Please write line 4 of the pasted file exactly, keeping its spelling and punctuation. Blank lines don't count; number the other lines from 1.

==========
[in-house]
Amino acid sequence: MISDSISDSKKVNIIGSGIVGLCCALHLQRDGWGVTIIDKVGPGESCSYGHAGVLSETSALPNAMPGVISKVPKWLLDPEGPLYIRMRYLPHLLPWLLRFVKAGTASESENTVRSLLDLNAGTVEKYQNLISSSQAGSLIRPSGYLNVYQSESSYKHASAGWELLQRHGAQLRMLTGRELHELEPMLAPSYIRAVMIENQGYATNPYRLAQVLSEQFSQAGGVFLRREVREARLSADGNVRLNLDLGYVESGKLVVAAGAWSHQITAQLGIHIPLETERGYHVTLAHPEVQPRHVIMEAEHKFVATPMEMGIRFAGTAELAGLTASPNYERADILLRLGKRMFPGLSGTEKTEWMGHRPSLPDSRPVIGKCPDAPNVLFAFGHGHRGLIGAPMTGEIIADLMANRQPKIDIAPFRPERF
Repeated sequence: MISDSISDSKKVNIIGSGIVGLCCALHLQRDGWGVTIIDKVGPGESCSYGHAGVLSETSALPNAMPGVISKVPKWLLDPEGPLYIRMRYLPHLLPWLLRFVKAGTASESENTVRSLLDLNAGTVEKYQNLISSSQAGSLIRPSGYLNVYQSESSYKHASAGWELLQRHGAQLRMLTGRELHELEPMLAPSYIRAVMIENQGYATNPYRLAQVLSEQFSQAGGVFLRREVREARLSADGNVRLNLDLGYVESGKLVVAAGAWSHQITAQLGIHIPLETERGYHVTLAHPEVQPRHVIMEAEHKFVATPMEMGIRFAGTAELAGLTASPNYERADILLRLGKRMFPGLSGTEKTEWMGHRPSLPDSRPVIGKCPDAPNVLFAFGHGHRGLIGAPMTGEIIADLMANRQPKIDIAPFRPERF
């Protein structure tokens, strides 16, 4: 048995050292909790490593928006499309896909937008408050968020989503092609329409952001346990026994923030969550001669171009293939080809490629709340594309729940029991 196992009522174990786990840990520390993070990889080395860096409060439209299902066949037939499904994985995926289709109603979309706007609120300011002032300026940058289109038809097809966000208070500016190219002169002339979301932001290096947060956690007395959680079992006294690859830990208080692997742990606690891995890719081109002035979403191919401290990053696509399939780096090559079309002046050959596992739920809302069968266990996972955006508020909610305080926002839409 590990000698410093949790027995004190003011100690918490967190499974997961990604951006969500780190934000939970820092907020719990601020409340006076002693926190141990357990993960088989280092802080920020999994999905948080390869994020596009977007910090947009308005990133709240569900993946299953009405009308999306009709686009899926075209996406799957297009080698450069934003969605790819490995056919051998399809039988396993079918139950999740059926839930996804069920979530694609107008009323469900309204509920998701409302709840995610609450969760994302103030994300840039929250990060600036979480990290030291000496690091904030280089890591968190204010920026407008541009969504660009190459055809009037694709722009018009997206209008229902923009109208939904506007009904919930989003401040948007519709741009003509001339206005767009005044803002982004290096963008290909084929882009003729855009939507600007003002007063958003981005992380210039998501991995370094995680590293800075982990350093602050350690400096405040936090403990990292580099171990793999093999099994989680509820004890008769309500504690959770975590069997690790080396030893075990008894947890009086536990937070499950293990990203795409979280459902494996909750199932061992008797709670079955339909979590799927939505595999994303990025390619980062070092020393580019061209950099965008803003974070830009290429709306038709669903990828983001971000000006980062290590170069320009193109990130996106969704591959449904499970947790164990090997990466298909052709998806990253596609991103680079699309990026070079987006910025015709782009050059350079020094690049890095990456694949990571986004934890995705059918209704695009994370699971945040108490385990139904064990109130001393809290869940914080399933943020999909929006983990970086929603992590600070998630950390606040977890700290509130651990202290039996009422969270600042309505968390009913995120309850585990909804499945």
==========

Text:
């Protein structure tokens, strides 16, 4: 048995050292909790490593928006499309896909937008408050968020989503092609329409952001346990026994923030969550001669171009293939080809490629709340594309729940029991 196992009522174990786990840990520390993070990889080395860096409060439209299902066949037939499904994985995926289709109603979309706007609120300011002032300026940058289109038809097809966000208070500016190219002169002339979301932001290096947060956690007395959680079992006294690859830990208080692997742990606690891995890719081109002035979403191919401290990053696509399939780096090559079309002046050959596992739920809302069968266990996972955006508020909610305080926002839409 590990000698410093949790027995004190003011100690918490967190499974997961990604951006969500780190934000939970820092907020719990601020409340006076002693926190141990357990993960088989280092802080920020999994999905948080390869994020596009977007910090947009308005990133709240569900993946299953009405009308999306009709686009899926075209996406799957297009080698450069934003969605790819490995056919051998399809039988396993079918139950999740059926839930996804069920979530694609107008009323469900309204509920998701409302709840995610609450969760994302103030994300840039929250990060600036979480990290030291000496690091904030280089890591968190204010920026407008541009969504660009190459055809009037694709722009018009997206209008229902923009109208939904506007009904919930989003401040948007519709741009003509001339206005767009005044803002982004290096963008290909084929882009003729855009939507600007003002007063958003981005992380210039998501991995370094995680590293800075982990350093602050350690400096405040936090403990990292580099171990793999093999099994989680509820004890008769309500504690959770975590069997690790080396030893075990008894947890009086536990937070499950293990990203795409979280459902494996909750199932061992008797709670079955339909979590799927939505595999994303990025390619980062070092020393580019061209950099965008803003974070830009290429709306038709669903990828983001971000000006980062290590170069320009193109990130996106969704591959449904499970947790164990090997990466298909052709998806990253596609991103680079699309990026070079987006910025015709782009050059350079020094690049890095990456694949990571986004934890995705059918209704695009994370699971945040108490385990139904064990109130001393809290869940914080399933943020999909929006983990970086929603992590600070998630950390606040977890700290509130651990202290039996009422969270600042309505968390009913995120309850585990909804499945």